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Contribution of sensory memory to speech motor learning

Abstract : Speech learning requires precise motor control but it likewise requires transient storage of information to enable the adjustment of upcoming movements based on the success or failure of previous attempts. The contribution of somatic sensory memory for limb position has been documented in work on arm movement, however, in speech, the sensory support for speech production comes both from somatosensory and auditory inputs and accordingly sensory memory for either or both of sounds and somatic inputs might contribute to learning. In the present study, adaptation to altered auditory feedback was used as an experimental model of speech motor learning. Participants also underwent tests of both auditory and somatic sensory memory. We found that although auditory memory for speech sounds is better than somatic memory for speech-like facial skin deformations, somatic sensory memory predicts adaptation, whereas auditory sensory memory does not. Thus, even though speech relies substantially on auditory inputs and in the present manipulation adaptation requires the minimization of auditory error, it is somatic inputs that provide the memory support for learning.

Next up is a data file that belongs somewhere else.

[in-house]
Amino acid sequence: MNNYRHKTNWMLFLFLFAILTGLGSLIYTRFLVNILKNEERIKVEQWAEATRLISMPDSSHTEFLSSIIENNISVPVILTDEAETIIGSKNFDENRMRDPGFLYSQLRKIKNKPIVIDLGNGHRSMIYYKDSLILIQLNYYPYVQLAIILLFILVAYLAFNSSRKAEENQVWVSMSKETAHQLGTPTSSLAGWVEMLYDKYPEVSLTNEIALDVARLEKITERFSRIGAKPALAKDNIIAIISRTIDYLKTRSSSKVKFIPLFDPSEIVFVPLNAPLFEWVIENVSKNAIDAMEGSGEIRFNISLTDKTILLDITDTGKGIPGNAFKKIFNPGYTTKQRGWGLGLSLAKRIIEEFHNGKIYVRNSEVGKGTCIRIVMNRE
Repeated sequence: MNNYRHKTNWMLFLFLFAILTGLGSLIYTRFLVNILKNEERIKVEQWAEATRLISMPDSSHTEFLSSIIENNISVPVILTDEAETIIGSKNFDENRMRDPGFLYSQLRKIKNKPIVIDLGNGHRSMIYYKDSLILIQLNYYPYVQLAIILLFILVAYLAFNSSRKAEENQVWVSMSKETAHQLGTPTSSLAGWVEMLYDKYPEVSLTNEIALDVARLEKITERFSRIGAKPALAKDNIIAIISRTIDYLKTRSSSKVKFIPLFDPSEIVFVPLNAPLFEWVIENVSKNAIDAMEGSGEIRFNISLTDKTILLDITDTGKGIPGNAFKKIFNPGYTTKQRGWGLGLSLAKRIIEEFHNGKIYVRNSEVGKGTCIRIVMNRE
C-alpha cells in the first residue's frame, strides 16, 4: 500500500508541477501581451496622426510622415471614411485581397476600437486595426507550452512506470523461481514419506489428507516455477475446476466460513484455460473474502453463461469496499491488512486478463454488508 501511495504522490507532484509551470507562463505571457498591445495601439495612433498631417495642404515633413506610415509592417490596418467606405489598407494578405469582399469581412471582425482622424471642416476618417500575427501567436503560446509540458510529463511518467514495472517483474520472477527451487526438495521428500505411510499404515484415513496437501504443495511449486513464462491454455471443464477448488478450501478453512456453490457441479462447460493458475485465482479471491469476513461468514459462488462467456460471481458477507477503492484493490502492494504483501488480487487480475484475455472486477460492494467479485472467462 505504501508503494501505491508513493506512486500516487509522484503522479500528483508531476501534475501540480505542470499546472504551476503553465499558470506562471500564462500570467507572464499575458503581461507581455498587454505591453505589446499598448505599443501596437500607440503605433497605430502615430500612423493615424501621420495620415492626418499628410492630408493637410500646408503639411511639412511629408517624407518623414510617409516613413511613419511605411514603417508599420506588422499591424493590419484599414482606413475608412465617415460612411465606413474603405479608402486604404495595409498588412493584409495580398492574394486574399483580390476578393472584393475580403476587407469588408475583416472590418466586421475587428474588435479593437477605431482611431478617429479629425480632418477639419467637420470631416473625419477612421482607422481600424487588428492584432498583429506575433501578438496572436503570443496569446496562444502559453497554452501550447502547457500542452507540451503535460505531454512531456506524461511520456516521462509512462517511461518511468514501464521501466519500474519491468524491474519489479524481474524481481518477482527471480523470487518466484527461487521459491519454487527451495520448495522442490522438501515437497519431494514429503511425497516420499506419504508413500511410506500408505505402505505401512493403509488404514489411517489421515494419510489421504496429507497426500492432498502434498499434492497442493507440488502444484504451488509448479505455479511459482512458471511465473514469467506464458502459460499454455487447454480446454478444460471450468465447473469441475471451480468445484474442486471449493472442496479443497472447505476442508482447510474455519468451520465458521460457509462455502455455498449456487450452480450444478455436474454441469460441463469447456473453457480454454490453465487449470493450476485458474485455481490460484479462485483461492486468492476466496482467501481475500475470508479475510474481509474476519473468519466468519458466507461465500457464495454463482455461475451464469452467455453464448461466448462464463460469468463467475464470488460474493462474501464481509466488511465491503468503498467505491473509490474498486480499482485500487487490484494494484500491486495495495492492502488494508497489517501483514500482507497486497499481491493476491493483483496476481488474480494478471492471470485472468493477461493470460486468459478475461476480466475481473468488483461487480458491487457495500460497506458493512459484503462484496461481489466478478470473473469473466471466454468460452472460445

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https://hal.archives-ouvertes.fr/hal-02935184
Contributor : Takayuki Ito <>
Submitted on : Thursday, September 10, 2020 - 10:13:56 AM
Last modification on : Tuesday, March 30, 2021 - 3:44:21 AM

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Takayuki Ito, Jiachuan Bai, David J Ostry. Contribution of sensory memory to speech motor learning. Journal of Neurophysiology, American Physiological Society, 2020, 124 (4), pp.1103-1109. ⟨10.1152/jn.00457.2020⟩. ⟨hal-02935184⟩

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